Published at Tuesday, November 24th, 2020 - 17:23:59 PM. 5th Grade Math. By Delia Mathews.
It is said that the average newspaper is written on a 5th grade level and that the average online reader is at that or below. There is common misconception about this belief and why it is so. This doesnt mean that only 5th graders are using the Internet or that everyone reading online content is uneducated. Instead, it refers to the state of mind that the average reader is in when they are using the Internet. The Internet is now something we turn to in a hurry when we need to find info fast. Even if you are just browsing around, there is so much to see that it is easy to get distracted, caught up or swept away from one site to another and another and... so on.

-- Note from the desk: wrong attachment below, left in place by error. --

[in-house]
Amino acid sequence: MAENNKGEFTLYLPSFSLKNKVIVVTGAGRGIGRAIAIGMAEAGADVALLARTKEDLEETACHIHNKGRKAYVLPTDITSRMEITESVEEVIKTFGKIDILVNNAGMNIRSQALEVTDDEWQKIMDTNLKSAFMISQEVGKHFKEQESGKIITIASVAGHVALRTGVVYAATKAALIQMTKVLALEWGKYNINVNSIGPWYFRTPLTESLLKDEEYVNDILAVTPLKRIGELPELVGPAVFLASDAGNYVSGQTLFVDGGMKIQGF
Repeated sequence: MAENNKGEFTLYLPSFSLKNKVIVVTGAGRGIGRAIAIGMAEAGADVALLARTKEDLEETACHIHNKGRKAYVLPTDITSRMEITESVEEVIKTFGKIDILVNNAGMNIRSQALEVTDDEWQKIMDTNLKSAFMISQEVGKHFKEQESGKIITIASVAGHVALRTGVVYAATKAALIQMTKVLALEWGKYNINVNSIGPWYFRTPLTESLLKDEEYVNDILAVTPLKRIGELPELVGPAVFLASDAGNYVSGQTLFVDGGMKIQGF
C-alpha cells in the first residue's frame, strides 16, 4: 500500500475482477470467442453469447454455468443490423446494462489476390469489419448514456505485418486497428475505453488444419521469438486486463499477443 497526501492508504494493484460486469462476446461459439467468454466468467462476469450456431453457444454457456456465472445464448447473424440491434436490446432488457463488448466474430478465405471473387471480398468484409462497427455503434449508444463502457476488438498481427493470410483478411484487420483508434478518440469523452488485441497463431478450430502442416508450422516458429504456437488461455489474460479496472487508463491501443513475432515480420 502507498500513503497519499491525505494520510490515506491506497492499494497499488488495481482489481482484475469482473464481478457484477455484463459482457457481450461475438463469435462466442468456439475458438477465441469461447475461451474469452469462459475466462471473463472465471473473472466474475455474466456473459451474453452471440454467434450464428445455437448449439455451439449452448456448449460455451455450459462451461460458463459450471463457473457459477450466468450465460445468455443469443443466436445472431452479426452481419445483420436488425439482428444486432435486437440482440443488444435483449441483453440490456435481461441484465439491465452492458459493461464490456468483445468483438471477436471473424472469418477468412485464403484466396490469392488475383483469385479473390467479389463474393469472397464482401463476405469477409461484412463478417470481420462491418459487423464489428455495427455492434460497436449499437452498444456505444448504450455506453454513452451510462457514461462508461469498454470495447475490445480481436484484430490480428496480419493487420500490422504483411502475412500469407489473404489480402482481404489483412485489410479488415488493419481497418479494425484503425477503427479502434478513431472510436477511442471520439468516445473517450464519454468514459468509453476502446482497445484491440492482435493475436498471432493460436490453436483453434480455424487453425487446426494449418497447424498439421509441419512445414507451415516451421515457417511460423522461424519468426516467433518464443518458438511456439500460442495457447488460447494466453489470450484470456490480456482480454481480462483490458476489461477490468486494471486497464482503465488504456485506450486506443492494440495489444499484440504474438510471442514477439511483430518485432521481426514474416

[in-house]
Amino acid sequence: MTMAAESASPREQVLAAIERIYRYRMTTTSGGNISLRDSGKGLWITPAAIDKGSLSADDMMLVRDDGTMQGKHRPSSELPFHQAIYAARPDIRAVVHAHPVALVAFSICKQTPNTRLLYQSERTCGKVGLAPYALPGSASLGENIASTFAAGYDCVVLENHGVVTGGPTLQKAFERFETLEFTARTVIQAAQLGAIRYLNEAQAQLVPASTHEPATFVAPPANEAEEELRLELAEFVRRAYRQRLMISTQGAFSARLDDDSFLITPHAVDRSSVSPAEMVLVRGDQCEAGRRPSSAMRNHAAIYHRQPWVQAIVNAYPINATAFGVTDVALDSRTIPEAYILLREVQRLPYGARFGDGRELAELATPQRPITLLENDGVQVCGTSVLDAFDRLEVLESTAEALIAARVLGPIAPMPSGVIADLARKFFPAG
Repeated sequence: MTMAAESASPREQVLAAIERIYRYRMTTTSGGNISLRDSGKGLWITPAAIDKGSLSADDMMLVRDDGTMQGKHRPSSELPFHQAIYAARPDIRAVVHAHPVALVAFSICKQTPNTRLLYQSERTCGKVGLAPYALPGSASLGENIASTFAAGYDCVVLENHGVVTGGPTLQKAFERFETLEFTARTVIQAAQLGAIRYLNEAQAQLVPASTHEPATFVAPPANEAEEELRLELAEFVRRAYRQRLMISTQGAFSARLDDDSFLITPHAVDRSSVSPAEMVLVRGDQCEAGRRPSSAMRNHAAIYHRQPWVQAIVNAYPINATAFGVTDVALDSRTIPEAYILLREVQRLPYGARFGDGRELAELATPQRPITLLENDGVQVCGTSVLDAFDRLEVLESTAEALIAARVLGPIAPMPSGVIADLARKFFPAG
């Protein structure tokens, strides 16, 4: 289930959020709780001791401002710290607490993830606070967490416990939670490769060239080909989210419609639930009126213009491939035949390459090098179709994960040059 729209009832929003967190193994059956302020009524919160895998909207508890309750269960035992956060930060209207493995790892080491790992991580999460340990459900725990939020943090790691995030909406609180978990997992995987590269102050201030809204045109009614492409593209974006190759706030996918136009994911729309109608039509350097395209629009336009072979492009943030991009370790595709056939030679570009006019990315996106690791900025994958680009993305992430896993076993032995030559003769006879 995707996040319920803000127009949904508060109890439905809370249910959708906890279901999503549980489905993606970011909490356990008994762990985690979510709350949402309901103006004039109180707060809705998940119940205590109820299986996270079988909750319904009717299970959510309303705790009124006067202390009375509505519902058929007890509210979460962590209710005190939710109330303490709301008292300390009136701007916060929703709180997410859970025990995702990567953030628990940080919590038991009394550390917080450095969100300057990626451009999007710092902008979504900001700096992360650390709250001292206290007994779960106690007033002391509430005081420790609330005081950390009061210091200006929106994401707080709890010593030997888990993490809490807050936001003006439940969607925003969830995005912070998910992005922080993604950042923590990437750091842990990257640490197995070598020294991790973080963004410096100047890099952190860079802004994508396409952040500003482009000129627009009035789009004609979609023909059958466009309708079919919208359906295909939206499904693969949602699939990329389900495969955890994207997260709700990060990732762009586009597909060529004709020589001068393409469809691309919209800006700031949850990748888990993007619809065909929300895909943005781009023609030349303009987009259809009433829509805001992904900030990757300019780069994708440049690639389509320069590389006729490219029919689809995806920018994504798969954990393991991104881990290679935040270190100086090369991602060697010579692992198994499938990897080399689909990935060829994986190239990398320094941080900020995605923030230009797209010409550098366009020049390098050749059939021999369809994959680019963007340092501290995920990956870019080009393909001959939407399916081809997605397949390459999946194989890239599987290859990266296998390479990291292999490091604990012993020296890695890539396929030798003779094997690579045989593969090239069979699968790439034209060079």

Several years ago educators tried to launch national standards in education. Knowing that families move, some of them multiple times, it seemed invaluable to have some commonalities state to state. Otherwise kids in California learned about life science in the 5th grade and earth science in the 6th. After the student finished 5th his family moved to Idaho where students studied earth science in the 5th grade and life science in the 6th. While this offered the student a double-whammy in life science, this also meant that there was no formal earth science instruction so that when test time rolled around, the student was left with large learning gaps. National standards were intended to alleviate this stressful situation by ensuring that all students are taught what they need to know and understand with grade level expectations in mind. The biggest problem with the first go-round on national standards was the word "national". States rights folks determined that the federal government was interfering yet again with demands of what to teach, when, and how. While there was a "what to teach" foundation, these "whats" were items that students need to know and be able to do to be successful. The when was by grade level. These seem rather important and valuable for efficiency and continuity.
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